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Open Access Highly Accessed Research article

A comparison of the Charlson comorbidity index derived from medical records and claims data from patients undergoing lung cancer surgery in Korea: a population-based investigation

Hyun-Ju Seo1, Seok-Jun Yoon2*, Sang-Il Lee3, Kun Sei Lee4, Young Ho Yun5, Eun-Jung Kim6 and In-Hwan Oh2

Author Affiliations

1 Department of Nursing, College of Medicine, Chosun University, Gwangju, Korea

2 Department of Preventive Medicine, Korea University, Seoul, Korea

3 Department of Preventive Medicine, University of Ulsan College of Medicine, Seoul, Korea

4 Department of Preventive Medicine, Konkuk University School of Medicine, Seoul, Korea

5 National Cancer Control Research Institute and Hospital, National Cancer Center, Seoul, Korea

6 Graduate School of Korea University, Department of Public Health, Seoul, Korea

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BMC Health Services Research 2010, 10:236  doi:10.1186/1472-6963-10-236

Published: 13 August 2010



Calculating the Charlson comorbidity index (CCI) from medical records is a time-consuming and expensive process. The objectives of this study are to 1) measure agreement between medical record and claims data for CCI in lung cancer patients and 2) predict health outcomes of lung cancer patients based on CCIs from both data sources.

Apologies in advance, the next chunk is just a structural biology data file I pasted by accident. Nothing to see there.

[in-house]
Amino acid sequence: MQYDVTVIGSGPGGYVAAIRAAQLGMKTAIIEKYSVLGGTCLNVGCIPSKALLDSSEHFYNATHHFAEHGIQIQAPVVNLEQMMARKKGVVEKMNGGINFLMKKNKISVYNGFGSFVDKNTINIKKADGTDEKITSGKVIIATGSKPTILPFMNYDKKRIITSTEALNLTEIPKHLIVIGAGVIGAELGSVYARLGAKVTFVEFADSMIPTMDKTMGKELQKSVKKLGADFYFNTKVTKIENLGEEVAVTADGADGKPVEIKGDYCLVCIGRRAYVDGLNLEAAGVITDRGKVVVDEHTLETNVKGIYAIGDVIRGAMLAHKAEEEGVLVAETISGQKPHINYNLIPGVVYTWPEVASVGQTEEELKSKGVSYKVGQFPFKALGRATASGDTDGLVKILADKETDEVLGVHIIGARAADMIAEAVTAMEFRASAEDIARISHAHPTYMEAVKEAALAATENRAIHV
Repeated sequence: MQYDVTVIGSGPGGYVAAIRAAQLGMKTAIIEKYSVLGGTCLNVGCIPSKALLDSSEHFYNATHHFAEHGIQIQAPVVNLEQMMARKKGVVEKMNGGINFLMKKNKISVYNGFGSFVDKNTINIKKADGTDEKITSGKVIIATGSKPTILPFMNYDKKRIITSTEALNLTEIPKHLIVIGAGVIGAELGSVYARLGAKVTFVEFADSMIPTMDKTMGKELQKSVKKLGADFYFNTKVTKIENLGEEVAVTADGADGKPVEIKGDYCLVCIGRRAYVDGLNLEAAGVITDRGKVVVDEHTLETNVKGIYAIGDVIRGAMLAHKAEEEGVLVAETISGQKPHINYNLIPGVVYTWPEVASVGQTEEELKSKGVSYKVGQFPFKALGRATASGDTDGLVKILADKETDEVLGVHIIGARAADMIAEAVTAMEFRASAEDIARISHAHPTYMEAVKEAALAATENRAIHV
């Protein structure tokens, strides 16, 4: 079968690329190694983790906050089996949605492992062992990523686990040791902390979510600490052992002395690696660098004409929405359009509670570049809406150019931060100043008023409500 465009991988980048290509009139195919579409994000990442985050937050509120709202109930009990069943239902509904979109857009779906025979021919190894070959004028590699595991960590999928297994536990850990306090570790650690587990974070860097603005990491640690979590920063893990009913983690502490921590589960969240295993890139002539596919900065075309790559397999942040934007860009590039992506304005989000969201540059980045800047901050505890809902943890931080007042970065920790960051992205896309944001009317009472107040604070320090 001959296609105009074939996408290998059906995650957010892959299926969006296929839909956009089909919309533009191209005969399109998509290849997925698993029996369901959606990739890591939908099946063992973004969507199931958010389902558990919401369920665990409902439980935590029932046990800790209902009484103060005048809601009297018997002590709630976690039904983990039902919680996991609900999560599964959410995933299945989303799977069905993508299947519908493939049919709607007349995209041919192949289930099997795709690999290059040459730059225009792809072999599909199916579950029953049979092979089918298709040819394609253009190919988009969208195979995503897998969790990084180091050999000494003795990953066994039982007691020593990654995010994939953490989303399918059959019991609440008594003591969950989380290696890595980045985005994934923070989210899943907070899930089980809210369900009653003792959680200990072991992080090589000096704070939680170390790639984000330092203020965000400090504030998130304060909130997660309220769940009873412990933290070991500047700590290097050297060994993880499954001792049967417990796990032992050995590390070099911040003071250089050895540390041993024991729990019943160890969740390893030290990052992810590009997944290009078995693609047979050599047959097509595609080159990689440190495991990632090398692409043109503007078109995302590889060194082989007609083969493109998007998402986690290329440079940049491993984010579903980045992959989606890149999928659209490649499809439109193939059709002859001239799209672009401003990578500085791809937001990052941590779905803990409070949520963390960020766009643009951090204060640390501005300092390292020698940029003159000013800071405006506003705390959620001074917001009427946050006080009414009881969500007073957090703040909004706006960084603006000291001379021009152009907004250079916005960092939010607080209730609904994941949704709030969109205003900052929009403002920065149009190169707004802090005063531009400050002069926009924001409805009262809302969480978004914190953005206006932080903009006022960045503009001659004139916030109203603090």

We studied 392 patients who underwent surgery for pathologic stages I-III of lung cancer. The kappa value was used to measure the agreement between the 17 comorbidities of the CCI prevalence obtained from medical records and claims data. Multiple linear regression analyses were used to evaluate the relationships between CCI and length of stay and reimbursement cost.


Out of 17 comorbidities identified in the Charlson comorbidity index, ten had a higher prevalence, four had a lower prevalence and three had a similar prevalence in claims data to those of medical records. The kappa values calculated from the two databases ranged from 0.093 to 0.473 for nine comorbidities. In predicting length of stay and reimbursement cost after surgical resection for lung cancer patients, the CCI scores derived from both the medical records and claims data were not statistically significant.


Poor agreement between medical record data and claims data may result from different motivations for collecting data. Further studies are needed to determine an appropriate method for predicting health outcomes based on these data sources.